When a human worships the God within and gives it up to the undying, unmanifest, omniscient, omnipotent, omnipresent power within, this is in mutual reverence. Because God and the Human are one, the God bows right back as though it were a hall of mirrors. Perhaps a better way to illustrate is that quote from The Work of The Chariot: “When a man takes one step toward God, God takes more steps toward that man than there are sands in the worlds of time.” In this way, bowing to God, the human reunites or re-members with the God that’s been in there the whole time, then God blesses and worships the human, not from the outside in, but from the inside out. This isn’t just philosophy, it’s a law of the universe, a law of nature. Each and every action has an equal and opposite reaction. This is Newton’s law, which just happens to be the way karma works too. By the law of polarity, if you worship God, then God has to worship you back. It’s all one. Science has proven that everything is made up of the same tiny particles and strings of vibrating energy and if that’s true then nature’s laws apply to everything. The God within, the God without, bow to it all in gratitude and the world becomes yours. One reason we don’t know this in the west is that we’ve been trained to accept nothing unless it can be proven scientifically. You simply can’t prove a paradox and it’s in paradox that God lives. You have to take a leap of faith and have the experience through practice, through a relationship with your own soul.

How do you worship? You don’t need big churches or even extensive rituals. All these things are just to tame the ego controlled-mind, which will resist the reunion with everything it’s got. All you need for worship is an attitude of gratitude. Simply bask in your gratitude for everything you see. Even if something hurts, learn to express gratitude for it. When you’re grateful for it all, none of it can hurt you anymore and so it goes away. It’s just like a bully in the schoolyard. if you don’t buy into his bullying, eventually he’ll go away.

Here’s a funny one. When I was in junior high school I got into this fight with a smelly Irish kid who was a consummate punk. It was over a game of space invaders. I had my quarters up, he jumped in front of me, but I kept playing. Outside, he kept trying to fight me, but I refused. He was a little smaller than me but I didn’t want to fight so I didn’t. To tell the truth, I was scared because I’d never been in a fight a fight to speak of. So it was a beautiful, awkward pushing match that amounted to nothing. Then next day that smelly little coward sent three of his friends after me and you know what the first smelly Irish kid said?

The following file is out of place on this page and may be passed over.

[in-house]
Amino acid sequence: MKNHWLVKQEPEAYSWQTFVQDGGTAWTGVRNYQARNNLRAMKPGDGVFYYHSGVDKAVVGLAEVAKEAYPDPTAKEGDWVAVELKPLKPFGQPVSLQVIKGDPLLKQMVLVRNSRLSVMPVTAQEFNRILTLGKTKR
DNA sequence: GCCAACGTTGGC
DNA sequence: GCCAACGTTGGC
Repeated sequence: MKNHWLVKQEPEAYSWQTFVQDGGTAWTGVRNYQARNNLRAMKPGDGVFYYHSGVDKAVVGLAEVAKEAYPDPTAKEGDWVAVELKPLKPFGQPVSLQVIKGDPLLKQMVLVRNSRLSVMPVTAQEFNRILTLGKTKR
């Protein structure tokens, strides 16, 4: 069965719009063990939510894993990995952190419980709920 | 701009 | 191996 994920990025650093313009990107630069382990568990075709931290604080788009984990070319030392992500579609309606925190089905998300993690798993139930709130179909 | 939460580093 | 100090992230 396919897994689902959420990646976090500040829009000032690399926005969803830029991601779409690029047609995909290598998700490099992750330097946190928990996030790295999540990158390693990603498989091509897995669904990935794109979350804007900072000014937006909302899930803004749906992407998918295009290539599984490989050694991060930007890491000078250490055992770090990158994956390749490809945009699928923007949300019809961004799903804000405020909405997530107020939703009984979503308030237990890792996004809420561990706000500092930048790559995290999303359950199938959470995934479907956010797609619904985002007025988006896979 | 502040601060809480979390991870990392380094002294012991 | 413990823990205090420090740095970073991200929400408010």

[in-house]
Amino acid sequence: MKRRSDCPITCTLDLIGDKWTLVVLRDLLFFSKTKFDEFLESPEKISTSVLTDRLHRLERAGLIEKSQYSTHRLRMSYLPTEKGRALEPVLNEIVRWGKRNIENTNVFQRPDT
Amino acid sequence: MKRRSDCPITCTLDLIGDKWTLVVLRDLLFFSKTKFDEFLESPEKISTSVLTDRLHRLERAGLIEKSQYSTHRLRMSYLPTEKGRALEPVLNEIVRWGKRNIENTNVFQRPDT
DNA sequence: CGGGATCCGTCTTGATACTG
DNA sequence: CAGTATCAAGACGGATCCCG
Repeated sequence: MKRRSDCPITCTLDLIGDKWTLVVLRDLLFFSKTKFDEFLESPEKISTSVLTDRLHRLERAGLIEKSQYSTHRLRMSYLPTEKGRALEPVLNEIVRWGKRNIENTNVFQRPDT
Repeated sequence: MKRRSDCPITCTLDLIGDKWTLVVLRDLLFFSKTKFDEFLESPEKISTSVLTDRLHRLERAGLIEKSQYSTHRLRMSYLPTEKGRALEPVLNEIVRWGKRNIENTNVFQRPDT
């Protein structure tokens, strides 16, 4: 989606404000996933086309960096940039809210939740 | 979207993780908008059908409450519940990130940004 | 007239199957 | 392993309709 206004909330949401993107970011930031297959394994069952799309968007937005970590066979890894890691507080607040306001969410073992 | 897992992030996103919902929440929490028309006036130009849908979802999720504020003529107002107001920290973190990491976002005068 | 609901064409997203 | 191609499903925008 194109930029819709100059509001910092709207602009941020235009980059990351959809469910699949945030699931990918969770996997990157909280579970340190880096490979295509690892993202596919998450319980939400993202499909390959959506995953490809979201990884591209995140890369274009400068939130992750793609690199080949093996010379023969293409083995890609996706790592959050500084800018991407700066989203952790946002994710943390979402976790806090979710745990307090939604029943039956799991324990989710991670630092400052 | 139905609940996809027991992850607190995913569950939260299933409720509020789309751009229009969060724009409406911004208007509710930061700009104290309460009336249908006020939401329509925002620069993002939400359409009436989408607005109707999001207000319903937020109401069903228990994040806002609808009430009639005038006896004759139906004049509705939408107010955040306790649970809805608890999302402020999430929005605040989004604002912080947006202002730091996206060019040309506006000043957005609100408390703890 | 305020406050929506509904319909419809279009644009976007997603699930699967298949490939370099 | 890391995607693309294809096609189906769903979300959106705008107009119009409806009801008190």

“I heard you kicked my friend’s ass.”
Isn’t that something? I had been humiliated all the way home, thinking, ‘Why didn’t I fight? I’m such a loser’ I remember it like it was yesterday, hearing that kid say, “I heard you kicked my friend’s ass.” What I know now that I didn’t know then, was that the kid was a bully and my not fighting him was a defeat in his eyes. This is the basis of Turn the other cheek and it’s the same thing with the unpleasant things in life. If you just say, that’s fine, it’s all good, then eventually it will go away. It will sting for a while first though, just so you know. After all, you’re getting it on both cheeks. It was Ghandi who said, “Eye for an eye makes the whole world blind.” He felt the sting as you all know and we all felt it with him… that movie was four hours long! But look at the legacy he left behind. Nobody will dispute his contribution as a man of peace. Not to mention that I didn’t even have to say Mahatma and you knew whom I was talking about. He’s a one-word name like Madonna. It’s his selflessness and compassion that we remember. Now I’m sorry I brought Madonna into it.

P.S. Just for the record, I had Georgiane Kraft on my side the day the three punks jumped me and with her help, we sent them packing. Nothing too exciting, but we survived. Last I heard, she was a Police Captain in New York City. No kidding.